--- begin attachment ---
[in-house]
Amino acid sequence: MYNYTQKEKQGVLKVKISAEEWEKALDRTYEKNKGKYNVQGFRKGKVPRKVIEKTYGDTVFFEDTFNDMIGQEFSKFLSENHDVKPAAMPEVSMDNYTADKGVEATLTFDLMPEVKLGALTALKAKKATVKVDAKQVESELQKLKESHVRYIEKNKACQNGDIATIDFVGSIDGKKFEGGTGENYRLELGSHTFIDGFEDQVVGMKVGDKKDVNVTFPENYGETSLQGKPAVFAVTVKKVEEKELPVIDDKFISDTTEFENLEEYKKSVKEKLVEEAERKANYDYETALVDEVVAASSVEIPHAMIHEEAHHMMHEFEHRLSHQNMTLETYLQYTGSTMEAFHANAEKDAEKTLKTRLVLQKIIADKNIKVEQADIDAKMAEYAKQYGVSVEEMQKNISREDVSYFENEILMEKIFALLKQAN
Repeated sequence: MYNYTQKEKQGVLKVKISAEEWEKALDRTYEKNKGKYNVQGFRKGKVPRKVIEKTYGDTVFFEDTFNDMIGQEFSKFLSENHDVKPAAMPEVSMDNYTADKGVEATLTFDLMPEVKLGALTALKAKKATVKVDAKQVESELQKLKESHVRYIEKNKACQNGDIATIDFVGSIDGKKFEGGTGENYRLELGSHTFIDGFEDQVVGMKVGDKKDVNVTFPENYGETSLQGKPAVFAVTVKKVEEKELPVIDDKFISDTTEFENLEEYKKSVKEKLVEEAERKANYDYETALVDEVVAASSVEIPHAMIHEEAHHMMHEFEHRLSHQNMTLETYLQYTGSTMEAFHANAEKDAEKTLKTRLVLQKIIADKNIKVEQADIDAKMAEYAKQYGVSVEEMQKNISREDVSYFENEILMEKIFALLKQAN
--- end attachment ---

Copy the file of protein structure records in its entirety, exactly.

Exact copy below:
[in-house]
Amino acid sequence: MYNYTQKEKQGVLKVKISAEEWEKALDRTYEKNKGKYNVQGFRKGKVPRKVIEKTYGDTVFFEDTFNDMIGQEFSKFLSENHDVKPAAMPEVSMDNYTADKGVEATLTFDLMPEVKLGALTALKAKKATVKVDAKQVESELQKLKESHVRYIEKNKACQNGDIATIDFVGSIDGKKFEGGTGENYRLELGSHTFIDGFEDQVVGMKVGDKKDVNVTFPENYGETSLQGKPAVFAVTVKKVEEKELPVIDDKFISDTTEFENLEEYKKSVKEKLVEEAERKANYDYETALVDEVVAASSVEIPHAMIHEEAHHMMHEFEHRLSHQNMTLETYLQYTGSTMEAFHANAEKDAEKTLKTRLVLQKIIADKNIKVEQADIDAKMAEYAKQYGVSVEEMQKNISREDVSYFENEILMEKIFALLKQAN
Repeated sequence: MYNYTQKEKQGVLKVKISAEEWEKALDRTYEKNKGKYNVQGFRKGKVPRKVIEKTYGDTVFFEDTFNDMIGQEFSKFLSENHDVKPAAMPEVSMDNYTADKGVEATLTFDLMPEVKLGALTALKAKKATVKVDAKQVESELQKLKESHVRYIEKNKACQNGDIATIDFVGSIDGKKFEGGTGENYRLELGSHTFIDGFEDQVVGMKVGDKKDVNVTFPENYGETSLQGKPAVFAVTVKKVEEKELPVIDDKFISDTTEFENLEEYKKSVKEKLVEEAERKANYDYETALVDEVVAASSVEIPHAMIHEEAHHMMHEFEHRLSHQNMTLETYLQYTGSTMEAFHANAEKDAEKTLKTRLVLQKIIADKNIKVEQADIDAKMAEYAKQYGVSVEEMQKNISREDVSYFENEILMEKIFALLKQAN